Sometime last year, we were finally presented with the opportunity to return to face-to-face conferences, expos and meeting around the world. Many were reminded that when you walk into a room full of people sharing that space together, it becomes something more than just a place you go to for meetings, work and presentations. Gathering in a physical area has another dynamic and significance to us, not just as professionals but as humans. It gives us something that we crave; meaning. A space gains meaning because of what happens in it, and it becomes a place when it is filled with people and their memories.
The definitions of space vary. Leisure spaces might be a theme park, a museum or the digital realm of a game. Workspaces might be an office, a conference room, or a virtual meeting. And then there is home and school - the list can be elaborated further, but all spaces share a universal rule: When people are in a space, their experiences become the defining elements that make it a place. As phrased by Yi-Fu Tuan in "Space and Place - The Perspective of Experience", what begins as undifferentiated space becomes place as we get to know it better and endow it with value.
When we think about designing spaces for people, we need to focus on what they will experience rather than the design elements and objects of the place itself. An audience-centric approach makes for more engaging and memorable sites because it allows us to build narratives into our spaces that are amplified by the inner narrative of those who experience them. We design what happens around people to evoke reactions inside them. People are the focal point of our creative strategy and concept for a spatial experience, to be prioritised higher than the space itself; people first, spatial attributes second. When you're designing a space for someone else, you need to think about their inner narrative and what kind of story they will build around themselves in that space - whether it's a home, office or a third place of leisure or learning.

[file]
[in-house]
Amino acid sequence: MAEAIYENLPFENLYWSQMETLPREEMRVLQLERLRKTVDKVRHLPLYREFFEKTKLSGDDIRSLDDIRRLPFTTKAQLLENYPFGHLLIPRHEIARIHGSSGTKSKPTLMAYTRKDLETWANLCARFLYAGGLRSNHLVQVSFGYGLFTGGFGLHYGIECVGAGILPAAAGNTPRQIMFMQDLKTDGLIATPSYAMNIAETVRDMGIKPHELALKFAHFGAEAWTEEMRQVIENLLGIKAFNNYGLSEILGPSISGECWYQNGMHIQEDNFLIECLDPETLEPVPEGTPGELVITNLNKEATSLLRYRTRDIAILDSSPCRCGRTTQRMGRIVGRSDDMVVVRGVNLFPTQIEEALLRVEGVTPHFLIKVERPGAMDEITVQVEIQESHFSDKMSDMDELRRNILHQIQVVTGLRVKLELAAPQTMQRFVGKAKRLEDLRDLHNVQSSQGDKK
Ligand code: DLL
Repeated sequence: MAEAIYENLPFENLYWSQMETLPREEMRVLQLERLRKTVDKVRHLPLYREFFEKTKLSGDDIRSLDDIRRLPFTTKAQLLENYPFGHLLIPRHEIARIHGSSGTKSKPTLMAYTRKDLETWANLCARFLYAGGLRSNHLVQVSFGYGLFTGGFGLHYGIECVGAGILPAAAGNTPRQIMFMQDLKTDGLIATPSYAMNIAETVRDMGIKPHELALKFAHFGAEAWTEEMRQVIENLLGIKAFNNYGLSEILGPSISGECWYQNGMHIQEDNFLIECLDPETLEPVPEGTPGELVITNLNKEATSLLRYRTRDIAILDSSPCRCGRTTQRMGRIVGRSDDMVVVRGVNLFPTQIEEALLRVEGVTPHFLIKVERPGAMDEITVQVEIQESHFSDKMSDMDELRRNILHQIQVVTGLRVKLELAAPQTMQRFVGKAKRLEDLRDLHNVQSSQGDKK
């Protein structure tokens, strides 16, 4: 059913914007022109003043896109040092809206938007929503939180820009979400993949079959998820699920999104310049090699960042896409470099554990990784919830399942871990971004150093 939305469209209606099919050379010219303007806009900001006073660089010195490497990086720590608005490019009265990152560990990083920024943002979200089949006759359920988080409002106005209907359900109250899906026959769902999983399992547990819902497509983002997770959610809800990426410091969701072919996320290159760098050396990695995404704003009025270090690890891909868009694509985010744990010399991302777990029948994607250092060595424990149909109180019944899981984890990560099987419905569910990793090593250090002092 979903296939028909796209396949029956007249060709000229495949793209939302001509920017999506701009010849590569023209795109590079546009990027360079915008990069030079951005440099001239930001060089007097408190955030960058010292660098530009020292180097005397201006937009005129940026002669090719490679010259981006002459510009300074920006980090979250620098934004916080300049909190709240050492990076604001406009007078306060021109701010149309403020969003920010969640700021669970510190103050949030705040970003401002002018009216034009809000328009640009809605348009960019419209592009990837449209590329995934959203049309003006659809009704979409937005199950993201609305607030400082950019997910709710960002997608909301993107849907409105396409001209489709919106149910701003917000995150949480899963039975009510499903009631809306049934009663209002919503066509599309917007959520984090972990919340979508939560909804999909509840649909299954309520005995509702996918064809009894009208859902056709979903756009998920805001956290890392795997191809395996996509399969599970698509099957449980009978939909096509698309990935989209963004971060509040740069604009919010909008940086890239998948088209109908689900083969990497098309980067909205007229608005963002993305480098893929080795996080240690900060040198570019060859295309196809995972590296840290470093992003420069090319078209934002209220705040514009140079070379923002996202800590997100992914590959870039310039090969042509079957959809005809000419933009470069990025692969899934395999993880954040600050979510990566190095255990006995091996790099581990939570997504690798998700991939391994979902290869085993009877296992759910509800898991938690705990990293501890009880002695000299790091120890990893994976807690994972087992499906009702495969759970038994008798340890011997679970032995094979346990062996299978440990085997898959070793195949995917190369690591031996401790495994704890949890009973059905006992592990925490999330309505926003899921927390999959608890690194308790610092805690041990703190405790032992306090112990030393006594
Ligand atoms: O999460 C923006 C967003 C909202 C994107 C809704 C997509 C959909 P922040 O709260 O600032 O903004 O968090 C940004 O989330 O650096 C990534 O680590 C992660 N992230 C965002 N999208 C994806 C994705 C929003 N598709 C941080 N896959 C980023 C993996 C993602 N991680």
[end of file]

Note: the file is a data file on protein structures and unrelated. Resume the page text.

Places are not just digital or physical, and their gravitational point to ensure their successful combination is people. Physical spaces are not dead, but to make them more important than ever, we must consider how they can be developed as unique and memorable places. Furthermore, as the physical space expands into the virtual space of metaverses and multiverses, the crucial connection point in successful convergences is audience-centric hybrid thinking.
It all comes down to this: How will you design spaces of meaning and value to people that will turn them into valued places, regardless of whether they are part of a physical or virtual reality - or a combination of both? With a robust and convincing answer to that question, you may have just cracked to code on how to make a place become a space.